Friday, 2 January 2015


For the events I want to run I would like my players to be able to do things that they can't do in the real world. 

The players are reacting to a story. Even in a heavily Player versus Monster game you're relying on your players to interact and get involved with the world you've given them to make the story. Intense moments can come from putting players under stress and making them have to work to achieve things in difficult situations This tends to be a large part of games we run. Examples include the basics such as trying to rescue an injured comrade while people are trying to shoot you, and clearing a building knowing there's a good chance something bad is hiding in one of the rooms through to trying to replace parts for the power system whilst lying in a tunnel that's barely wider than you are in the dark with only one arm and a glow stick, or balancing meds on a critical patient and fighting to keep them alive. 

Completing tasks can be a big component of a game.  Strangely it's a big component of running games as well, except then the money real and I don't have all the parts.

Rules can help with this. Leaving things freeform is an option. It has several potential drawbacks which means whilst I would use it for some situations within a game, I wouldn't want to use it for everything. One of the first things I'd consider is whether or not it's something the players can represent without help, or whether it would be improved with help. If you have a player playing a mechanic as long as they've got some tools (either their own or ones you've provided) they can roleplay fixing things. If someone is playing a doctor they can roleplay trying to keep someone alive. They're things you can tell people they can do and then let them do them. 

We like to give them puzzles. Sometimes they're just props to roleplay with and sometimes there are tasks with success/fail measures built in. For example we've given players piles of plumbing pipe and labelled it up. The players know (from a manual, or an instruction from a base computer) that they need water to flow from the inlet through pump a and b but not pump c, and the players can run with it. This can range from impossible without them finding something that's missing to ridiculously easy, but this is just something to help them roleplay their task. It gives them something to do that fits what they imagine the task should look like.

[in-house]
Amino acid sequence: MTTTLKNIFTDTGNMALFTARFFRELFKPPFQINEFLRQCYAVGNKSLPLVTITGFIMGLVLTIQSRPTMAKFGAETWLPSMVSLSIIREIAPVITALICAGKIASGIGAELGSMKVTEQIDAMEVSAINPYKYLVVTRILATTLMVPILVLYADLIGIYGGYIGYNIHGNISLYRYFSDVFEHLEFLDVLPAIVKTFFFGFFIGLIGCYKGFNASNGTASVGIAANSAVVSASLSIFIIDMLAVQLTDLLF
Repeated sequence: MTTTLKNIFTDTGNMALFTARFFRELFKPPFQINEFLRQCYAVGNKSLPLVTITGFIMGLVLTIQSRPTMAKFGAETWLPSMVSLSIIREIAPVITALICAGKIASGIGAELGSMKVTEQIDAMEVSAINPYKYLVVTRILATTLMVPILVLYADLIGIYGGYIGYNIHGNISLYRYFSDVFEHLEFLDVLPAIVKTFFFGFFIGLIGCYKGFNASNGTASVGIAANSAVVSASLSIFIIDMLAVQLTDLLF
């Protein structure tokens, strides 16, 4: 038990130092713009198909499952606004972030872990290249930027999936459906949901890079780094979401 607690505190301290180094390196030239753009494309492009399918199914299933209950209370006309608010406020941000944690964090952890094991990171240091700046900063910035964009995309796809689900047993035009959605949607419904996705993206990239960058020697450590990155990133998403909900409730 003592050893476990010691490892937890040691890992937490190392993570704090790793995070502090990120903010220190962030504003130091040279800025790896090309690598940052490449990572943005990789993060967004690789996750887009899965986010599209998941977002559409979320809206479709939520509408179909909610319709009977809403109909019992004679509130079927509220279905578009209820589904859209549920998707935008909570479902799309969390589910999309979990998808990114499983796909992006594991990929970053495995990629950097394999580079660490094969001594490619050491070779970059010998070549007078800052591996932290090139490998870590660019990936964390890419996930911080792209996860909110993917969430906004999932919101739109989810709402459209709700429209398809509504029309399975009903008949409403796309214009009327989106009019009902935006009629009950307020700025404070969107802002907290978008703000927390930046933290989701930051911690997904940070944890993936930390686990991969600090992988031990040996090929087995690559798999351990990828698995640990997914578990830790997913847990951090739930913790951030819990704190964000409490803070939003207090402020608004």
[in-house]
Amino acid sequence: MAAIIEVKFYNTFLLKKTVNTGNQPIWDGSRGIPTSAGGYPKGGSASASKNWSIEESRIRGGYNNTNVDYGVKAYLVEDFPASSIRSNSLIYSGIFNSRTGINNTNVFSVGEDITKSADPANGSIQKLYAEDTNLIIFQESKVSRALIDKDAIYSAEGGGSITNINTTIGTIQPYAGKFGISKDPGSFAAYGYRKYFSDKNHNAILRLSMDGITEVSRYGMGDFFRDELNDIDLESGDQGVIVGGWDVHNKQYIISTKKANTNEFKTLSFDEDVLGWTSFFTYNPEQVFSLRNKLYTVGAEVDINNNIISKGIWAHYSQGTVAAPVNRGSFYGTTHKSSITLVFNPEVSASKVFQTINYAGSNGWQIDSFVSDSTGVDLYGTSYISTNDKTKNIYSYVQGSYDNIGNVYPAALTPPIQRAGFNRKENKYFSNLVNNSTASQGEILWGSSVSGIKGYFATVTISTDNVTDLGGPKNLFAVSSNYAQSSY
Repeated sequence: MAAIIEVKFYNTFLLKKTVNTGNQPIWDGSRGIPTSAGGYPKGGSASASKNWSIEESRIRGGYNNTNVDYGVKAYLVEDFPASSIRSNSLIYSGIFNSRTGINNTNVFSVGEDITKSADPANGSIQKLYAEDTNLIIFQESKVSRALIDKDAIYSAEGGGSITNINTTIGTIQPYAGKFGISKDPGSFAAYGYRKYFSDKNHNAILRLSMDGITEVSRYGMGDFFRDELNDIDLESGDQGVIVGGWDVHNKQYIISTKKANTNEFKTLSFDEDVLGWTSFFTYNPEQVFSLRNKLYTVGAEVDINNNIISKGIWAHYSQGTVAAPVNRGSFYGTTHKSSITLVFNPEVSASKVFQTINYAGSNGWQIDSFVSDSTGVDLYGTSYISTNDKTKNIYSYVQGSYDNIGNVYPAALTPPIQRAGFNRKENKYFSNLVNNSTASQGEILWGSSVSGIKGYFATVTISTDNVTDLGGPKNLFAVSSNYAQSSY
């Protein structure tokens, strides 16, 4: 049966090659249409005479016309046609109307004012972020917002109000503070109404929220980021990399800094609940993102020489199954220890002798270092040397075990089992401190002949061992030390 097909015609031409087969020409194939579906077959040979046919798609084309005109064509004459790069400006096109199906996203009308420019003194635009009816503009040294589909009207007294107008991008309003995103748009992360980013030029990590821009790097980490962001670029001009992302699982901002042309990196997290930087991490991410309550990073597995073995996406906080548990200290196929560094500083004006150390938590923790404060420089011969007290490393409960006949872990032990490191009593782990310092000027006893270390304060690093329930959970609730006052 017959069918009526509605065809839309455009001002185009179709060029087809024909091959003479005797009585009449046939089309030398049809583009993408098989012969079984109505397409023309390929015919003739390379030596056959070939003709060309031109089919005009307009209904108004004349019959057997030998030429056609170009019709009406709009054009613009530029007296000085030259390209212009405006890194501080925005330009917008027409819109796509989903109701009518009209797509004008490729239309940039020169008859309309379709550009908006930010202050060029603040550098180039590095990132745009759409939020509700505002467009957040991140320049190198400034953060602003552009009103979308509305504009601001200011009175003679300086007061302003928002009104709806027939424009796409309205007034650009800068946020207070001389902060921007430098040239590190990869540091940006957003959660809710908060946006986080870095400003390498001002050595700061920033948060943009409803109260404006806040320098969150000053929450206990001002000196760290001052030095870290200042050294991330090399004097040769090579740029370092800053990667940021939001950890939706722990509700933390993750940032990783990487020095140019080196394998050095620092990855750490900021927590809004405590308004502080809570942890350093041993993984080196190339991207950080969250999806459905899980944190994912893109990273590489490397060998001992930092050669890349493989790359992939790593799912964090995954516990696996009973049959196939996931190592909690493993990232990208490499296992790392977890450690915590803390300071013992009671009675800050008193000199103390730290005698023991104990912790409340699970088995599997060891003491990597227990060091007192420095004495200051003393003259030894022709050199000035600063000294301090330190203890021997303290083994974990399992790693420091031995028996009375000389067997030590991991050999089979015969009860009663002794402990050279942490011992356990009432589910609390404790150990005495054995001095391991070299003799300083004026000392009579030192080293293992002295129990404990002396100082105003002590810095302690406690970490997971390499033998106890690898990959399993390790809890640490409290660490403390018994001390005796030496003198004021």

For the Alone games we have used various computer games to simulate tasks.  This was appropriate for the effect we were aiming for (Alien based, so 1980s looking computing). It allowed us to give players skill levels that automatically applied to their logins. Doctors had higher medical skill sets so had longer to complete tasks. If the player was trying to do something they couldn't do the skill required for the game made the chances of them succeeding much slimmer. Giving up that control is scary. You're allowing players to fail at tasks and when it's something like medical care you could end up with a significant number of character deaths. 

Players at Alone 2 using computer systems

We wrote a scientific research game that involved the players finding slides, viewing them with a slide projector to find a number, and inputting this into the software. Some of the numbers on slides would give them access to files that told them some of the back story. Others wouldn't, or you'd need combinations to work things out. The slides were hidden across a 3 mile tunnel complex and there were 5 opposing teams of players. 

Piloting can be done using systems like Artemis, or by giving a single player a computer terminal and a piloting game. Both of these allow a variety of outcomes, and success and failure. Roleplay is built in. However, my favourite piloting simulations were both from ZapFest. for the first We gave them cardboard consoles in a mocked up bridge and held up signs to tell them what was happening ("lurch left" "incoming transmission" "you're being hailed" etc). They reacted. It was amazing. It just worked. 

We also gave them a darkened hall lit only with UV, and little spaceships and missiles on sticks. Players and Monsters dressed in black enacted spaceship battles through the space. It worked surprisingly well.

Going back to Alone, small tasks keep the players awake and moving. If the air filters have to be changed every hour someone has to be up to change them, and then they have to crawl through a face hugger infested tunnel to get to the space the filter is in and bring the spare filter with them. 

It helps that we have a large workshop, and people who can program, build, and create electronic systems for us. Every event we rewrite the computer systems we have to make them work better and to be more future proof, and despite the hours of programming time we've not managed to reuse them yet. Once we've finished an event we stop thinking about it and the team changes and hardware changes we make for the next one mean that we start again. To make this something we can build on and share with other people would be useful, but isn't high enough up our priority list. 

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